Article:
{
//Having
$user = factory(User::class)->create();

$user->assignRole('user');

$this->actingAs($user);

//When
$response = $this->get(route('home'));

//Then
$response->assertOk();
}

/** @test */
public function admin_can_access_to_home()
{
//Having
$adminUser = factory(User::class)->create();

$adminUser->assignRole('admin');

$this->actingAs($adminUser);

//When
$response = $this->get(route('home'));

//Then
$response->assertOk();
}
}

Obviously these assertions could be improved by adding others to check views and / or content that should be shown in those sections, but for the purposes of this post, these tests are sufficient.

If you run this test now, you will get the following errors:

./vendor/bin/phpunit --filter RolesAccessTest
PHPUnit 7.4.3 by Sebastian Bergmann and contributors.
EEE.. 5 / 5 (100%)Time: 219 ms, Memory: 18.00MBThere were 3 errors:1) Tests\Feature\RolesAccessTest::user_must_login_to_access_to_admin_dashboard
InvalidArgumentException: Route [admin.dashboard] not defined.
...ERRORS!
Tests: 5, Assertions: 2, Errors: 3.

Let’s start writing the code so that this test passes:

Create a new temporary route into the routes/web.php file, your file will look like this:

Route::get('/', function () {
return view('welcome');
});

Auth::routes();

Route::get('/home', 'HomeController@index')->name('home');

Route::get('/admin/dashboard', function(){
return 'Wellcome Admin!';
})->name('admin.dashboard');

Now, re-run the test:

./vendor/bin/phpunit --filter RolesAccessTest
PHPUnit 7.4.3 by Sebastian Bergmann and contributors.
F.F.. 5 / 5 (100%)Time: 228 ms, Memory: 18.00MBThere were 2 failures:1) Tests\Feature\RolesAccessTest::user_must_login_to_access_to_admin_dashboard
Response status code [200] is not a redirect status code.
Failed asserting that false is true.
...2) Tests\Feature\RolesAccessTest::users_cannot_access_to_admin_dashboard
Response status code [200] is not a forbidden status code.
Failed asserting that false is true.
...FAILURES!
Tests: 5, Assertions: 5, Failures: 2.

At this point, we have 2 failures only, the admin route is a public route and is not restricted to the Admin role only, let’s fix it in a few steps.

Go to the app\Providers\RouteServiceProvider. In the map method add a new function for map the Admin routes:

public function map()
{
$this->mapApiRoutes();

$this->mapWebRoutes();

$this->mapAdminRoutes();

//
}

and now implement the new mapAdminRoutes method inside the provider:

protected function mapAdminRoutes()
{
Route::middleware('admin')
->namespace($this->namespace)
->group(base_path('routes/admin.php'));
}

Note: optionally, I recommend separating also the namespace of the controllers that will be used by the admin routesand that in addition the users must have the admin role

->namespace($this->namespace . '\\Admin')

Add a new file into routes filder called admin.php and move the route for admins inside of this new file:

<?phpRoute::get('/admin/dashboard', function(){
return 'Welcome Admin!';
})->name('admin.dashboard');

Open the app\Http\Kernel class and find the $routeMiddleware attribute and add two new middleware that belong to spatie/laravel-permission package :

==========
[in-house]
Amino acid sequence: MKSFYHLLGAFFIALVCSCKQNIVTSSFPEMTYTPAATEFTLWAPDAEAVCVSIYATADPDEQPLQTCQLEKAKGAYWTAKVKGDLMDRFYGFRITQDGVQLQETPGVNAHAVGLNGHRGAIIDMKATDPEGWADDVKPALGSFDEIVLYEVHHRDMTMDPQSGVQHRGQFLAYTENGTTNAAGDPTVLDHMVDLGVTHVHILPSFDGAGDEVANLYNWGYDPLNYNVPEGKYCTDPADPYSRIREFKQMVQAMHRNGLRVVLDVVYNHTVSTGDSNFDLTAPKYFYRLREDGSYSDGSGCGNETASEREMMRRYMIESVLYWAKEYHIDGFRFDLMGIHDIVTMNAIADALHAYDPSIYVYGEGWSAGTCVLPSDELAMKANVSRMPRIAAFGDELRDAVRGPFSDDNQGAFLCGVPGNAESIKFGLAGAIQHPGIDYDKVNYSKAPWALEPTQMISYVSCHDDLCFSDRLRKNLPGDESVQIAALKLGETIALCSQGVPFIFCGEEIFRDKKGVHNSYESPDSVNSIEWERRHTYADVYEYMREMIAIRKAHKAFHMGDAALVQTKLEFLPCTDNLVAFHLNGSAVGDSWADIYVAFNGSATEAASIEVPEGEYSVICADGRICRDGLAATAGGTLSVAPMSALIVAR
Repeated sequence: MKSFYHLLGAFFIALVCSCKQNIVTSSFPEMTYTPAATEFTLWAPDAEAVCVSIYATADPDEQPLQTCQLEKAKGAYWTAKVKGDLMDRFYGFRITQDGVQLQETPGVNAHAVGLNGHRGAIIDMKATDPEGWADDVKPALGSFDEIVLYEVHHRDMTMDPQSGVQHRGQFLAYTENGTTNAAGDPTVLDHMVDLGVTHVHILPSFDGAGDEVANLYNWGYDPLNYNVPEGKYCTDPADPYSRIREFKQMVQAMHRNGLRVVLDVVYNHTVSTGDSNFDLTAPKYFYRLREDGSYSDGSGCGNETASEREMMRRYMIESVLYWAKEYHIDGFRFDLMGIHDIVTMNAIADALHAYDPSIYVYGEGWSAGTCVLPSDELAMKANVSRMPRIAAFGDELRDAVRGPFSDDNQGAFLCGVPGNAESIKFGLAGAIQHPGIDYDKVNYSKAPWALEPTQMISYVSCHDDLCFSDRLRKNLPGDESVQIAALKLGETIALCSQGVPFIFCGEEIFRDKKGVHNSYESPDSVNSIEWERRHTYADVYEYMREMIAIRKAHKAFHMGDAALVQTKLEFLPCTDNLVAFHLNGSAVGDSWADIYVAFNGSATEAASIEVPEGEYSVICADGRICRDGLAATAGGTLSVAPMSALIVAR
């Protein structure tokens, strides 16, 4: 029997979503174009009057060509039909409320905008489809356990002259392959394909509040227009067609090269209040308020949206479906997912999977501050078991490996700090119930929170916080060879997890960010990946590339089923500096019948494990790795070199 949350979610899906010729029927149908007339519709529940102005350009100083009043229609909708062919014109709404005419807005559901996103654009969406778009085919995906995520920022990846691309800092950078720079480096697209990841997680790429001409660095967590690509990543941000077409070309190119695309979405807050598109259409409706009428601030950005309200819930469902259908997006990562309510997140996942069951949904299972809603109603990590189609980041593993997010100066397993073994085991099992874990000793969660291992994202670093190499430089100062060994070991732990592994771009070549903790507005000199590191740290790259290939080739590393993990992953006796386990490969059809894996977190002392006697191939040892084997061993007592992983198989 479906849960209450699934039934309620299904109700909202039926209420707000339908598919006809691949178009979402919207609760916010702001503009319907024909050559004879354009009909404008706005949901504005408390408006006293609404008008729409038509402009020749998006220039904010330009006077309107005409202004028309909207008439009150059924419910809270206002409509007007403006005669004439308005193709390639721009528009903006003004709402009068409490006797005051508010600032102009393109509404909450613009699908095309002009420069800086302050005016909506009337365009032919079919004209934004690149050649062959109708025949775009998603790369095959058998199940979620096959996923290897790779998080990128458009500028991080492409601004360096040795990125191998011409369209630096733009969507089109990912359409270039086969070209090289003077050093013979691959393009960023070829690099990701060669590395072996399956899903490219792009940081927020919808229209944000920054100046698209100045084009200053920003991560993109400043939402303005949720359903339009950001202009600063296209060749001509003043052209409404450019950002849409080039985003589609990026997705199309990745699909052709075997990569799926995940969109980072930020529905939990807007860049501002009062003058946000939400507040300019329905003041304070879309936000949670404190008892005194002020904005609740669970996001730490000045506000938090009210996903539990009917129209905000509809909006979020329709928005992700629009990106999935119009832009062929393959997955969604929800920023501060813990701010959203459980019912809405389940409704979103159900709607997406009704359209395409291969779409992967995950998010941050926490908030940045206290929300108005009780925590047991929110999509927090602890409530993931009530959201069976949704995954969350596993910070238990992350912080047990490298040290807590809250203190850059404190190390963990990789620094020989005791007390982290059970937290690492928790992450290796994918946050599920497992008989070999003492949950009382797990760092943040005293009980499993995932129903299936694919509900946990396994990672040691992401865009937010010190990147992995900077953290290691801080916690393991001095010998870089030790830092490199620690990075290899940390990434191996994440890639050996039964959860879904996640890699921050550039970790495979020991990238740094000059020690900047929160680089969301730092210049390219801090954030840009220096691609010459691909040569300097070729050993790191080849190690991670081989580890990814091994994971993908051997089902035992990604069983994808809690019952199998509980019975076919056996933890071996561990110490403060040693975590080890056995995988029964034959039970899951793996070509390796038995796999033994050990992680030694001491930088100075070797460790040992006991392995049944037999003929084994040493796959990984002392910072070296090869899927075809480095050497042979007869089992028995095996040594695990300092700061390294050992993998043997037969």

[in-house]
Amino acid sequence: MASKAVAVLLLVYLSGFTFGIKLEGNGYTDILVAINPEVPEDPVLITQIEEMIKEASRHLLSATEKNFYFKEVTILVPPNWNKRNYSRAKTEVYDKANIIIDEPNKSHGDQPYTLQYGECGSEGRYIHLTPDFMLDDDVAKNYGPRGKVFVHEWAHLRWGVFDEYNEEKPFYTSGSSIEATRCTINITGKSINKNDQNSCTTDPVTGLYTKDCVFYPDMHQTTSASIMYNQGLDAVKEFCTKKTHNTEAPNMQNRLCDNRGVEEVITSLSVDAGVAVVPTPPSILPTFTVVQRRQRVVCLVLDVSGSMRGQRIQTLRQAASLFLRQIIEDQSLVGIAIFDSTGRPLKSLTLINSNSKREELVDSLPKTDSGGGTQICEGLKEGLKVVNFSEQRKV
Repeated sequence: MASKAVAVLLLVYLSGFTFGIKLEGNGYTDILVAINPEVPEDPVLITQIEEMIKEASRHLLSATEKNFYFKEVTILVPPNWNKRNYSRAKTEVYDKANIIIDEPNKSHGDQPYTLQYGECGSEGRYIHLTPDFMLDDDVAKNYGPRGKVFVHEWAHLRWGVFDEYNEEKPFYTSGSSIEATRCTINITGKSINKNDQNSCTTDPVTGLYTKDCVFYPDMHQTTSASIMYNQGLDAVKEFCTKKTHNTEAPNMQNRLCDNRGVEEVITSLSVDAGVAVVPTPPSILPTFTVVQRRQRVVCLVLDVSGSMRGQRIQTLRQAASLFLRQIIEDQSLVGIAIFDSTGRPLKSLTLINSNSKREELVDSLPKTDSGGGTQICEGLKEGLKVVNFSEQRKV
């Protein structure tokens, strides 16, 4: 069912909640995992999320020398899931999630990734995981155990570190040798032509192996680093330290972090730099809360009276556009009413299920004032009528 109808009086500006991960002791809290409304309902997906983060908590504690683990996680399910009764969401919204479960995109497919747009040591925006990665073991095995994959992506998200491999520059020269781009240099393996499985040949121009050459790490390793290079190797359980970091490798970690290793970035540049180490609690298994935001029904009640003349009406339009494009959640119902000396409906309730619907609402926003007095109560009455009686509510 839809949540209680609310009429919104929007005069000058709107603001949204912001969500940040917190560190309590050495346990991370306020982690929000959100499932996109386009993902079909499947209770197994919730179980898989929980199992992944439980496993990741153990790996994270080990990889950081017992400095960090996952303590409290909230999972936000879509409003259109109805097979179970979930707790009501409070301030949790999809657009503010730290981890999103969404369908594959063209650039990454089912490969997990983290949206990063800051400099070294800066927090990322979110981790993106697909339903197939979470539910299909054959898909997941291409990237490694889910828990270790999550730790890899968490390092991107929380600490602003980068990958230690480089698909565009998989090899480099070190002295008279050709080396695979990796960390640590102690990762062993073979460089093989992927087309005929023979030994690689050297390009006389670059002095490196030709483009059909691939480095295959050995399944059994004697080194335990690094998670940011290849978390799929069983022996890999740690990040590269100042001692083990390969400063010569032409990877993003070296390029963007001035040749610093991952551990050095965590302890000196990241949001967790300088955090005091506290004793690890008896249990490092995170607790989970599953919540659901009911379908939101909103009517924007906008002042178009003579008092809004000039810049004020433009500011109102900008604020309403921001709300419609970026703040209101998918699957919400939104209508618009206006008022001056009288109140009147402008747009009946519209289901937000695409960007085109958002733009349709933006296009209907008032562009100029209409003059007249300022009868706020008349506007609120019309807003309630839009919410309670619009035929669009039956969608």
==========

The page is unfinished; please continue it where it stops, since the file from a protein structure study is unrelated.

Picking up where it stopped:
protected $routeMiddleware = [
...
'role' => \Spatie\Permission\Middlewares\RoleMiddleware::class,
'permission' => \Spatie\Permission\Middlewares\PermissionMiddleware::class,
];

And in the $middlewareGroups attribute add this new admin middleware group:

protected $middlewareGroups = [
'web' => [
....
],

'admin' => [
'web',
'auth',
'role:admin'
],

'api' => [
...
],
];

This group specifies that the middleware will make use of the web and auth middlewares, and that in addition the users must have the admin role. This middleware group was indicated into mapAdminRoutesmethod into our RouteServiceProvider.

Now you can re-run the tests and check the results

./vendor/bin/phpunit — filter RolesAccessTest
PHPUnit 7.4.3 by Sebastian Bergmann and contributors.
….. 5 / 5 (100%)Time: 215 ms, Memory: 18.00MBOK (5 tests, 6 assertions)

Now we have the new middleware working correctly to restrict access to administration routes only to the corresponding users. You can also perform a manual check with the created users in the Seeder

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Admin user successfully logged in into the admin routes

And if you try to enter in the admin routes with the normal user you will get an Forbidden response:

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Normal user cannot enter to admin routes

With this approach you will get a clear separation for the Admin routes and the normal User routes. We only needed to:

  • Install and configure spatie/laravel-permission
  • Create and assign desired Roles to Users
  • Create a new admin middleware group in the app\Http\Kernel class
  • Create a new mapAdminRoutes into the RouteServiceProvider to map a new routes/admin.php file and assign it to the new admin middleware group

And some advantages of this approach are the separations of concerns for different app components:

  • Separated routes files
  • Separated Controllers with a custom namespace

And also you can use this approach to separate resources files as assets or layouts and view files.

As we have guided our development by the use of automated tests (TDD), we have not needed to manually test with each user of our application during the development, which is also another great advantage.